"Pray for the soul of a noble knight," he called, "For he was a kind, great-hearted man. He was mortally wounded near Nantes by a cruel sword thrust. Tomorrow at sunset the funeral watch will begin, and the next morning we shall bear him from the white church to the tomb."


At the wedding feast one guest said to another, "You are going home early!"

"Am I going home early? Yes, that am I indeed. The wedding feast is not over, the dancing has not begun. But I cannot hide the pity my heart feels for the bride, nor the horror I have for the cowherd, Cracked Joe, who is seated beside her in the manor."

Around the poor maid, Gwennola, everyone was shedding tears, even the parish priest. And in the church that morning everyone had wept, young and old, except the stepmother.

When they had come back to the manor house the more gayly the bagpipers played or the more her friends tried to comfort her the more the heart of the lovely Gwennola was torn. They led her to the table, to the highest seat, but neither a sip of water nor a mouthful of bread would she take. They wished to lead her to the bridal chamber but she threw away her ring and tore off her bridal wreath.

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[paragraph continues] Then she fled away from the house, her fair locks flowing out behind her. And none knew whither she had gone.

The lights were out, all were asleep in the manor house, but the poor maid who was in hiding was shivering with fever. At length she heard a noise, as if someone were approaching.

"Who is there?" she asked.

"Nola, it is I, thy beloved."

"Is it you? Ah, really you? Yes, it is you, my own, my darling," Gwennola cried.

She ran out from her hiding place and climbed behind the knight on his white steed. She twined her pale arms around him, she put her cheek against his cold armor.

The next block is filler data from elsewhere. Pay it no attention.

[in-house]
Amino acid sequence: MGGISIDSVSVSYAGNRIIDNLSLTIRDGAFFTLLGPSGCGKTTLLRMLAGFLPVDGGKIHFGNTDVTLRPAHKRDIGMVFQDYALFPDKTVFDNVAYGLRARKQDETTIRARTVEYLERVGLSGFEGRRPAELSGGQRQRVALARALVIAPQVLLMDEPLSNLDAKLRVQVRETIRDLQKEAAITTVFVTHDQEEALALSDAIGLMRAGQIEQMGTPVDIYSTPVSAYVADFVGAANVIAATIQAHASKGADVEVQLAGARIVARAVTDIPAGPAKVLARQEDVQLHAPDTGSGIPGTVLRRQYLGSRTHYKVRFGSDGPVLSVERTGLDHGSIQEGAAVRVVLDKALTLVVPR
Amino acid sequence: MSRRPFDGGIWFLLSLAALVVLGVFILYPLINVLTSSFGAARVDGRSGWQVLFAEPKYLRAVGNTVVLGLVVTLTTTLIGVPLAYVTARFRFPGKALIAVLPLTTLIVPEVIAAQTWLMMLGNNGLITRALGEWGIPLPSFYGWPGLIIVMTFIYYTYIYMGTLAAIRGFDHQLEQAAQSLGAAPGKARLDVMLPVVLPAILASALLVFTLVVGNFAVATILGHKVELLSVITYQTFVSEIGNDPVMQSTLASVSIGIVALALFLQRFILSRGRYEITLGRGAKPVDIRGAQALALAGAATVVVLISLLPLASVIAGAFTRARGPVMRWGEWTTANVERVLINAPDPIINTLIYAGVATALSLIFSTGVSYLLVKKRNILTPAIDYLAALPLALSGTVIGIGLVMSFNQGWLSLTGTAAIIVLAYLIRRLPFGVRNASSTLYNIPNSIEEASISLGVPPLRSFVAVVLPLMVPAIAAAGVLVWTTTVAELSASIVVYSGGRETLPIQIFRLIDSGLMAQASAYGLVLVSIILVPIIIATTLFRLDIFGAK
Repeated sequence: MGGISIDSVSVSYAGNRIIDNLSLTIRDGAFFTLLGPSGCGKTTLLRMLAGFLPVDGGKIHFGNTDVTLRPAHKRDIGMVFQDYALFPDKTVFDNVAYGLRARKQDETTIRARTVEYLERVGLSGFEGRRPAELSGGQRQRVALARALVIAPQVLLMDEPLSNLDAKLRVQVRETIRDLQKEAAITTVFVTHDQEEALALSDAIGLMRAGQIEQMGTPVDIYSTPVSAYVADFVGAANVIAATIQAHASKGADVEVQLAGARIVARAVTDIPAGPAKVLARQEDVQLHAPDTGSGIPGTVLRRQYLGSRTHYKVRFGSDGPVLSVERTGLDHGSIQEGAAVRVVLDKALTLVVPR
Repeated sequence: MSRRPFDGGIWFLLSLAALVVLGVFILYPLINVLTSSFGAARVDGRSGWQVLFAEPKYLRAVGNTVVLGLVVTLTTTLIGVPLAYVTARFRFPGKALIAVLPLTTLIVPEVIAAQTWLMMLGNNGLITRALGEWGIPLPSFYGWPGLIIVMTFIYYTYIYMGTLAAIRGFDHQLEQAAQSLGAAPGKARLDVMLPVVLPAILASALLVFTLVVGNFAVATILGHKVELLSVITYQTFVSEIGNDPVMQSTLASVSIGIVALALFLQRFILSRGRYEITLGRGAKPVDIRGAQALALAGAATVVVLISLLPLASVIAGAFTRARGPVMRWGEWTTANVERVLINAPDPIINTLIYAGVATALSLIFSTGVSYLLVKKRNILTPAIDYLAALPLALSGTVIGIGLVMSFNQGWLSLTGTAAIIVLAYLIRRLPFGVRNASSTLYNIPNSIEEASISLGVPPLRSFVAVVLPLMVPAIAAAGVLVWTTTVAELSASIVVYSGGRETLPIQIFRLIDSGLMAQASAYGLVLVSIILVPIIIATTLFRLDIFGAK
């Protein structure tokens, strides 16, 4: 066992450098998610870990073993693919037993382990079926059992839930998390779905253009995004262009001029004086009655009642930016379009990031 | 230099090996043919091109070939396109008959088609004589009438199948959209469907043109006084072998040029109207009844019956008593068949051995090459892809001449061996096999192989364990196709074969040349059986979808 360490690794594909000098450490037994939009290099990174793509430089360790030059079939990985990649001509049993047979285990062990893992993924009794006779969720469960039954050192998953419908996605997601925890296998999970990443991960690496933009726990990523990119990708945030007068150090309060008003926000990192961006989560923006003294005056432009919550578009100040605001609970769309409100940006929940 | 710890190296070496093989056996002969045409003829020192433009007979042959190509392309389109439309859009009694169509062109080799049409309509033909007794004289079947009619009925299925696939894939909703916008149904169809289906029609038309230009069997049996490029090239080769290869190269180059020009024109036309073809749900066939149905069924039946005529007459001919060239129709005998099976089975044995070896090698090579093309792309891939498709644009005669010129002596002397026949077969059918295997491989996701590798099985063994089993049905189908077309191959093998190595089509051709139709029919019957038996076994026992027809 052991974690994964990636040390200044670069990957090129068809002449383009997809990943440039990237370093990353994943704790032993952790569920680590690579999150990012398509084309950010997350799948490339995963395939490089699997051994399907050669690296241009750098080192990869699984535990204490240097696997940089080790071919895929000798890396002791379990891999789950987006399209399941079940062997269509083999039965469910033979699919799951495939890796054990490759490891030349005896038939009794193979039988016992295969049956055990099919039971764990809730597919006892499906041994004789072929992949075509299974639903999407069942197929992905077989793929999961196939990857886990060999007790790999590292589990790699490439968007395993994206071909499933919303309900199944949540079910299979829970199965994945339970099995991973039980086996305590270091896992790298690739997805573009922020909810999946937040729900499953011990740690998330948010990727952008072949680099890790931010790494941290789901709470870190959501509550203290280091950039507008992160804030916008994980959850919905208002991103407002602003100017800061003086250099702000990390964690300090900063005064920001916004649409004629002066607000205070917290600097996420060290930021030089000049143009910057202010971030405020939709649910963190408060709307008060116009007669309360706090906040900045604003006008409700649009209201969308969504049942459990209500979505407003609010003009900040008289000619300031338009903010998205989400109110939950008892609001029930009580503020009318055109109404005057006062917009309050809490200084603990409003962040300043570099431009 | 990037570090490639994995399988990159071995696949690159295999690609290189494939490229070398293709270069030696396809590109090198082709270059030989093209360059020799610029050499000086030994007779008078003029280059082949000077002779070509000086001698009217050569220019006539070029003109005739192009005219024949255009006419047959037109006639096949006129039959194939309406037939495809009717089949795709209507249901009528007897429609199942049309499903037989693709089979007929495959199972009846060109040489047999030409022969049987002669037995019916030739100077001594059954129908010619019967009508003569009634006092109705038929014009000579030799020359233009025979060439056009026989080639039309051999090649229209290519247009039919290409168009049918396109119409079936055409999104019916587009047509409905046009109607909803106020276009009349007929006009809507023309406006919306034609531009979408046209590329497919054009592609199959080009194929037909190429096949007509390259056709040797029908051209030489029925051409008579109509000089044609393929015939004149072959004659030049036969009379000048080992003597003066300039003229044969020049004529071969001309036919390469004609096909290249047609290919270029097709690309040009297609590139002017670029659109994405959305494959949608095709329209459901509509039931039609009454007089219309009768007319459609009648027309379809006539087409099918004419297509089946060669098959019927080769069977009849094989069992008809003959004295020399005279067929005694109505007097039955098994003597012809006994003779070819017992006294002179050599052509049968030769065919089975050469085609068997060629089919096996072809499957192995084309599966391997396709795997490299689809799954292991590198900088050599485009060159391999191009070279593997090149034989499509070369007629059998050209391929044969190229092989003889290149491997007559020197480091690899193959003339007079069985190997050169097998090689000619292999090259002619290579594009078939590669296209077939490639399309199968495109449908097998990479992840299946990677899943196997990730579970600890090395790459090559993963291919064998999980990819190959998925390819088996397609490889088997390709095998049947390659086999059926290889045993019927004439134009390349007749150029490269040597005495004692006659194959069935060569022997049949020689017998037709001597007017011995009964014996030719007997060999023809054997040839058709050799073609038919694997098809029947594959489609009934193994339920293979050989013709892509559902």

"How swiftly we are riding, my love, my love!" the maiden said. "Me seemeth we have ridden a hundred leagues. How happy I am with you, with you, with you! Never has my heart beat so joyously as now. Is my mother's house far distant? Fain would I reach it."

"Hold tightly, beloved, soon we shall be there."

The night owl sped hooting before them, and the wild beasts of the forest fled frightened by the sound of the horse's hoofs echoing strangely on the wind of night.

"How lithe is thy steed and how bright thine armor! How tall thou art grown, love of my heart! Is mine own mother's manor far from here?" asked Gwennola.

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"Hold tightly, my dear, my sweet, soon shall we be there."

"Thy heart is of ice, thy hair is damp, thy hand is chill as the winter's wind. I fear thou art acold," the maiden said.

"Hold tightly, my dear, my sweet, it is not far. Hearest thou not the heavenly music they are playing so joyfully for our wedding day?"

Hardly had the knight thus spoken when his white steed stopped. The animal was trembling from mane to hoof. Was it fear or ecstasy that resounded in his neigh?

The knight and maid were on an island where folk were merrymaking, where youths and damsels frolicked beneath fragrant, bounteous trees. The trees were laden with bright apples. Behind them the sun was rising o'er the mountains. A brook was sparkling joyously by. Its waters were the water of life. Behold, were this bubbling brook but quaffed it brought again to life and youth those souls who had left behind on earth forever their weary, mortal bodies.

Gwennola's mother and two sisters were among these lovely men and maidens. And around them was naught but happiness, songs and joyful cries.


The next morning when the sun arose the weeping wedding guests bore the spotless body of little Gwennola from her hiding place to her last bed in the tomb.